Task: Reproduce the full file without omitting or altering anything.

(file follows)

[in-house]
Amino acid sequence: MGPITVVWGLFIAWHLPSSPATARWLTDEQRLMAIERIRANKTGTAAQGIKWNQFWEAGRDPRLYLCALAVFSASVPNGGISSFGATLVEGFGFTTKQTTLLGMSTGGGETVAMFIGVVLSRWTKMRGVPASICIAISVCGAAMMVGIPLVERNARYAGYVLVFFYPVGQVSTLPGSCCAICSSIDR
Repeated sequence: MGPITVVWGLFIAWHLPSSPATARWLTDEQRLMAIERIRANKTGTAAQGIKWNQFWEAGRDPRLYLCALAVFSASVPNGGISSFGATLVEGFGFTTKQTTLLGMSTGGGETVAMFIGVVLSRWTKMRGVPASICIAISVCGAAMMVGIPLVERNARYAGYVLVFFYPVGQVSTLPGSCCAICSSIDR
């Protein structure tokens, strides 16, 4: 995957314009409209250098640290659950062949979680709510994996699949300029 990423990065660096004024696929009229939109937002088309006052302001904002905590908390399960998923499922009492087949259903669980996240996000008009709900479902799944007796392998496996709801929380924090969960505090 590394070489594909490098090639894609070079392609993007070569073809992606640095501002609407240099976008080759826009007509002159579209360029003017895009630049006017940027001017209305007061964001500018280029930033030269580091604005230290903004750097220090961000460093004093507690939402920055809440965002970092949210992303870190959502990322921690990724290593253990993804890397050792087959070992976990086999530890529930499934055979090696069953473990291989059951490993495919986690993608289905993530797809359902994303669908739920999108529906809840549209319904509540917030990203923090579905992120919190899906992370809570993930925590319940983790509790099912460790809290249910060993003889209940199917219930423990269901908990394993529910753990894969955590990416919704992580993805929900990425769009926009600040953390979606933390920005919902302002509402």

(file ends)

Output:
[in-house]
Amino acid sequence: MGPITVVWGLFIAWHLPSSPATARWLTDEQRLMAIERIRANKTGTAAQGIKWNQFWEAGRDPRLYLCALAVFSASVPNGGISSFGATLVEGFGFTTKQTTLLGMSTGGGETVAMFIGVVLSRWTKMRGVPASICIAISVCGAAMMVGIPLVERNARYAGYVLVFFYPVGQVSTLPGSCCAICSSIDR
Repeated sequence: MGPITVVWGLFIAWHLPSSPATARWLTDEQRLMAIERIRANKTGTAAQGIKWNQFWEAGRDPRLYLCALAVFSASVPNGGISSFGATLVEGFGFTTKQTTLLGMSTGGGETVAMFIGVVLSRWTKMRGVPASICIAISVCGAAMMVGIPLVERNARYAGYVLVFFYPVGQVSTLPGSCCAICSSIDR
């Protein structure tokens, strides 16, 4: 995957314009409209250098640290659950062949979680709510994996699949300029 990423990065660096004024696929009229939109937002088309006052302001904002905590908390399960998923499922009492087949259903669980996240996000008009709900479902799944007796392998496996709801929380924090969960505090 590394070489594909490098090639894609070079392609993007070569073809992606640095501002609407240099976008080759826009007509002159579209360029003017895009630049006017940027001017209305007061964001500018280029930033030269580091604005230290903004750097220090961000460093004093507690939402920055809440965002970092949210992303870190959502990322921690990724290593253990993804890397050792087959070992976990086999530890529930499934055979090696069953473990291989059951490993495919986690993608289905993530797809359902994303669908739920999108529906809840549209319904509540917030990203923090579905992120919190899906992370809570993930925590319940983790509790099912460790809290249910060993003889209940199917219930423990269901908990394993529910753990894969955590990416919704992580993805929900990425769009926009600040953390979606933390920005919902302002509402």